The new social media sites popping up in the wake of the Web2.0 revolution are providing us with unique opportunities when it comes to link building. Since I’m always on the look-out for resources that attract and target specific demographics, I’ve hit the linking jackpot on more than one occasion by developing promotions that take advantage of the services social media and networking sites offer.
Many of the social communities operate on a member based platform much like their offline cousin the industry association. There are subtle differences of course but basically the social networks and traditional associations share the same collective and operational principles—to recruit, retain and support like-minded people.
In order to be successful in this endeavor, both social communities and their association counterparts must continually advertise the benefits of membership. It’s not enough to be the first social player in your niche, have corporate backing or a snazzy one word name. You have to offer user benefits and participation rewards if you’re going to grow and retain members. It’s this push to advertise and develop benefit packages that could spell link opportunity for the smart e-marketer.
When you come across a network or association in your niche, sign-up, get involved and opt-in to their email alerts and newsletters. The latter are two information pipelines loaded with marketing opportunities, for example, here’s part of a promotional membership email I received last week from business network Ecademy.com:
We are looking for interesting Brand Partners to provide Ecademy members with unique offers of professional products and services.
My linkey senses went all tingly after I read the email and realized there was an opportunity to reach 125,000 business members in the network completely free of charge. What I ended up doing is slightly different but my general advice on an opportunity like this would be—create an attention grabbing, money saving offer and followup with a link request to anyone who takes advantage of the discount.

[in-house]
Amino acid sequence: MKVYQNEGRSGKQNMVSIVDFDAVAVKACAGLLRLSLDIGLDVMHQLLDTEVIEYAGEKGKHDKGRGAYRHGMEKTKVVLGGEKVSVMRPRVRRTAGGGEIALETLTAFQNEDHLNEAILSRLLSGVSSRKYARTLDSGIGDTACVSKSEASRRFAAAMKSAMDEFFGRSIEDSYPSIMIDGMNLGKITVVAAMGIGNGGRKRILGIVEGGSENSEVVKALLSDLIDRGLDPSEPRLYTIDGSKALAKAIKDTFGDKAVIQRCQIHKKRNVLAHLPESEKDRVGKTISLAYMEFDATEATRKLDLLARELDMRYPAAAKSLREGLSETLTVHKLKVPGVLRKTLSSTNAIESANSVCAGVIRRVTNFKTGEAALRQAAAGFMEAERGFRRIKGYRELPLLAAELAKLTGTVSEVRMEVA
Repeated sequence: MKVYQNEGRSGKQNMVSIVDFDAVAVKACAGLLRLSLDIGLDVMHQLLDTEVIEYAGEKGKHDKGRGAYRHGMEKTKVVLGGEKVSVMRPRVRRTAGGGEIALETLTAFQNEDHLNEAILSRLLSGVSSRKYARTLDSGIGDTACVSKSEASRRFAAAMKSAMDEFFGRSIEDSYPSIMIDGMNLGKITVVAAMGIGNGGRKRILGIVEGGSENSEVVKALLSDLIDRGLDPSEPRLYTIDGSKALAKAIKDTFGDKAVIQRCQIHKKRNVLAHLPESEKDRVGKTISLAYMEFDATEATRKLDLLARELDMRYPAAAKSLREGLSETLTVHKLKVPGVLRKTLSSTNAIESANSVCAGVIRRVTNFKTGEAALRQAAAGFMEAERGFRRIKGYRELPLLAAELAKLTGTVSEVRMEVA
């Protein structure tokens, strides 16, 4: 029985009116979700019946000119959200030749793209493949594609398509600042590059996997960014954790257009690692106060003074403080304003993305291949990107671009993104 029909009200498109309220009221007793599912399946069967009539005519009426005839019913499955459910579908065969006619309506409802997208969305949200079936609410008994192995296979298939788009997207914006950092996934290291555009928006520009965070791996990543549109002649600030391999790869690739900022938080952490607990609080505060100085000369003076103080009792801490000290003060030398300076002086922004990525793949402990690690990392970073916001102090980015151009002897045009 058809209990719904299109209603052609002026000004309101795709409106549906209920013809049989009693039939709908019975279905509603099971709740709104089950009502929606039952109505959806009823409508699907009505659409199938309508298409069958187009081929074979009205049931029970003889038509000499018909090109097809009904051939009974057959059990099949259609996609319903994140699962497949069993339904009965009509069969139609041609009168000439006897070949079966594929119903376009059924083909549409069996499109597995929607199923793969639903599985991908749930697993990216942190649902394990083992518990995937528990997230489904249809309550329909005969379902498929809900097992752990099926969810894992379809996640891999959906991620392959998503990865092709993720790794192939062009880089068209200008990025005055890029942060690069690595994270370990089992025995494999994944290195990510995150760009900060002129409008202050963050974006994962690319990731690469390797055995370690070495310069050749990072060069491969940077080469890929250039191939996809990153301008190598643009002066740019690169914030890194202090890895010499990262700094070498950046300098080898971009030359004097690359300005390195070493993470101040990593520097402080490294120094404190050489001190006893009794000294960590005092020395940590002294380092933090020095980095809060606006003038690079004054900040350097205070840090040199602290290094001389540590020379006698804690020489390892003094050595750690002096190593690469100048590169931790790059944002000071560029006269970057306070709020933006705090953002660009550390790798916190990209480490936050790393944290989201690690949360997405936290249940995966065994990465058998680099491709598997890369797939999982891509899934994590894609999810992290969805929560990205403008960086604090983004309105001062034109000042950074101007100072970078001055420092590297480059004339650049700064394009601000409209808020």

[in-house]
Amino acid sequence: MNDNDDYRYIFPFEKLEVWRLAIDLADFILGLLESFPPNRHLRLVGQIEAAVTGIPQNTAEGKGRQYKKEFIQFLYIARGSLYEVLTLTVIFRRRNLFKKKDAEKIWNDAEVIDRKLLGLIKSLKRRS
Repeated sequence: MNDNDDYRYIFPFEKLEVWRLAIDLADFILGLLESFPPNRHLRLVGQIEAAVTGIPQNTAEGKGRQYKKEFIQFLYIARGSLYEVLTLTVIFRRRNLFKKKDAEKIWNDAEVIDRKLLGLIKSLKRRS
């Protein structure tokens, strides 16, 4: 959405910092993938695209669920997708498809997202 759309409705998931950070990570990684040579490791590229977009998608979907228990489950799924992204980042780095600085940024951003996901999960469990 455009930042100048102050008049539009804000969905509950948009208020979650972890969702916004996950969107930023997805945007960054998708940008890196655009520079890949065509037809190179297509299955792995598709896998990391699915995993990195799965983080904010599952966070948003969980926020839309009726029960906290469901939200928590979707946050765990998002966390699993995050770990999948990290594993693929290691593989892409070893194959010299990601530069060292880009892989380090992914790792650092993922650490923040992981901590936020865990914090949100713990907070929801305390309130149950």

Many of the communities and associations understand the value of well ranked pages and design their sites to be search engine friendly. Some like SelfGrowth.com (who ranks #1 on Google and Yahoo for the term self improvement) appreciate the value of consumer generated content and actively seek out articles and papers written by its members. To house this content, SelfGrowth offers both an article and general directory to which any member may join and submit a link. From SelfGrowth:
We want to add your website to our complete directory, and there is absolutely no obligation to even return the link. Our goal is SIMPLY to create the most comprehensive Web directory of self improvement websites on the Internet.
It should go without saying that spamming these networks and associations with unrelated sites is not a good idea. You’ll be bounced as soon as they figure out what you’re doing so spend your time more productively.
Using online communities and traditional associations to market for links makes sense. With both, you’re joining a network of like-minded people who will be predisposed to trust and do business with you. It’s much easier to secure links from people who trust and know you than those who don’t. So where do you find these targeted social communities and associations?
Weddles.com has an in-depth list of associations and the Wikipedia offers a list of social networks. I also find them as I stumble around and by doing a little “elbow grease” searching (your keyword + community).
Whether you’re a soccer player, nurse, dog lover or a boomer over 50, there’s a community or association out there for you. Find your niche, offer a unique service and enjoy access into an exclusive channel of targeted and grateful business links!
Debra Mastaler is President of Alliance-Link, an interactive marketing agency focused on providing link building campaigns and link training and writes for the link building blog the Link Spiel. The Link Week column appears on Mondays at Search Engine Land.
Opinions expressed in the article are those of the guest author and not necessarily Search Engine Land.